The importance of vitamin D to good health has been extensively reported in recent years, but a new study has shed some light on the genetic mechanisms that may be responsible for this.
Scientists from the University of Oxford have mapped more than 200 genes in the human deoxyribonucleic acid (DNA) chain that vitamin D directly influences.
In their work, the researchers used novel DNA sequencing technology to create a map of vitamin D receptors that appear along the genome. They found 2,776 such binding sites, which allow the vitamin to attach itself and influence protein expression.
Many of the sites were located near genes linked to autoimmune diseases such as multiple sclerosis, Crohns disease, lupus, rheumatoid arthritis, as well as cancers, including chronic lymphocytic leukemia and colorectal cancer.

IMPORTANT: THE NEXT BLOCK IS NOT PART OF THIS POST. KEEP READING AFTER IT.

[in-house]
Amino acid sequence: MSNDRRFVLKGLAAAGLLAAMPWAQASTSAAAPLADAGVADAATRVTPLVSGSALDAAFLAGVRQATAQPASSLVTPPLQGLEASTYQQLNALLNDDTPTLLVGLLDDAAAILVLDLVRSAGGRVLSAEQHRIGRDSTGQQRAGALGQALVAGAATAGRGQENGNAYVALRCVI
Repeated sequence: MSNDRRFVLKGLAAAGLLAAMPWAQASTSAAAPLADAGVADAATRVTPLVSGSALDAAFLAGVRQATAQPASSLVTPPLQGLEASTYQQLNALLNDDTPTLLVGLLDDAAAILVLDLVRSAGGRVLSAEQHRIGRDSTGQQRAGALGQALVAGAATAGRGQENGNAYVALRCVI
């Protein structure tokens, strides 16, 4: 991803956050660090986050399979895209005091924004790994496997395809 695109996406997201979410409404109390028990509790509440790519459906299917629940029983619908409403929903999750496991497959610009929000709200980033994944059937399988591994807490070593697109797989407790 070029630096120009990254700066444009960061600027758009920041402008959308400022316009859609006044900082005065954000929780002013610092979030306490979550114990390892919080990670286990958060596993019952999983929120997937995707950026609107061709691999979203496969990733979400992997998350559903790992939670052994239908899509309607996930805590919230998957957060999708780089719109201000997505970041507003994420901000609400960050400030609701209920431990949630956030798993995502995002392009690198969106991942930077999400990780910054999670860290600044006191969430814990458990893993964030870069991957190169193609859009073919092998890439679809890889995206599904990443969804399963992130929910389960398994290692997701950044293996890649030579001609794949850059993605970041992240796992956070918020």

“Our study shows quite dramatically the wide-ranging influence that vitamin D exerts over our health,” said Andreas Heger, Ph.D., from the Medical Research Council (MRC) Functional Genomics Unit at Oxford.
His collaborators added that vitamin D supplementation during pregnancy and adolescence could yield substantial benefits for people as they grow up.
The results were published in the journal Genome Research.